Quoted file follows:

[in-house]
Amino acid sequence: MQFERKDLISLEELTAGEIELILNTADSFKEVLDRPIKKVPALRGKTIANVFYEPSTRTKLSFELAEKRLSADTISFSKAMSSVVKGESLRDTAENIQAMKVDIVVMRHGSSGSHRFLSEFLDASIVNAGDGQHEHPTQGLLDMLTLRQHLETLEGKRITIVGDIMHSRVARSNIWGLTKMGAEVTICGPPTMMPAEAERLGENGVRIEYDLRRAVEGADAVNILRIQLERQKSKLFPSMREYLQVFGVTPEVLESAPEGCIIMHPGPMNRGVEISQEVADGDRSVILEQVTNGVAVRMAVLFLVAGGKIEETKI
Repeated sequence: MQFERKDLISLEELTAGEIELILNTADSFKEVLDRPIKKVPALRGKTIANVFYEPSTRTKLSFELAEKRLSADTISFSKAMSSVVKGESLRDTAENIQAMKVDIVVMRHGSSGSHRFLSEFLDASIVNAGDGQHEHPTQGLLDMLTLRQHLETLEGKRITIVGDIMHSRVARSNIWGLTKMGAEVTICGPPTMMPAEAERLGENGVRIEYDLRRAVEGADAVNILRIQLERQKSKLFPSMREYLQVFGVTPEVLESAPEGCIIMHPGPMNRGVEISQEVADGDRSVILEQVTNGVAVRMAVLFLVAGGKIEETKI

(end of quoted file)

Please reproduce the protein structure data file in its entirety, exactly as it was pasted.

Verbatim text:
[in-house]
Amino acid sequence: MQFERKDLISLEELTAGEIELILNTADSFKEVLDRPIKKVPALRGKTIANVFYEPSTRTKLSFELAEKRLSADTISFSKAMSSVVKGESLRDTAENIQAMKVDIVVMRHGSSGSHRFLSEFLDASIVNAGDGQHEHPTQGLLDMLTLRQHLETLEGKRITIVGDIMHSRVARSNIWGLTKMGAEVTICGPPTMMPAEAERLGENGVRIEYDLRRAVEGADAVNILRIQLERQKSKLFPSMREYLQVFGVTPEVLESAPEGCIIMHPGPMNRGVEISQEVADGDRSVILEQVTNGVAVRMAVLFLVAGGKIEETKI
Repeated sequence: MQFERKDLISLEELTAGEIELILNTADSFKEVLDRPIKKVPALRGKTIANVFYEPSTRTKLSFELAEKRLSADTISFSKAMSSVVKGESLRDTAENIQAMKVDIVVMRHGSSGSHRFLSEFLDASIVNAGDGQHEHPTQGLLDMLTLRQHLETLEGKRITIVGDIMHSRVARSNIWGLTKMGAEVTICGPPTMMPAEAERLGENGVRIEYDLRRAVEGADAVNILRIQLERQKSKLFPSMREYLQVFGVTPEVLESAPEGCIIMHPGPMNRGVEISQEVADGDRSVILEQVTNGVAVRMAVLFLVAGGKIEETKI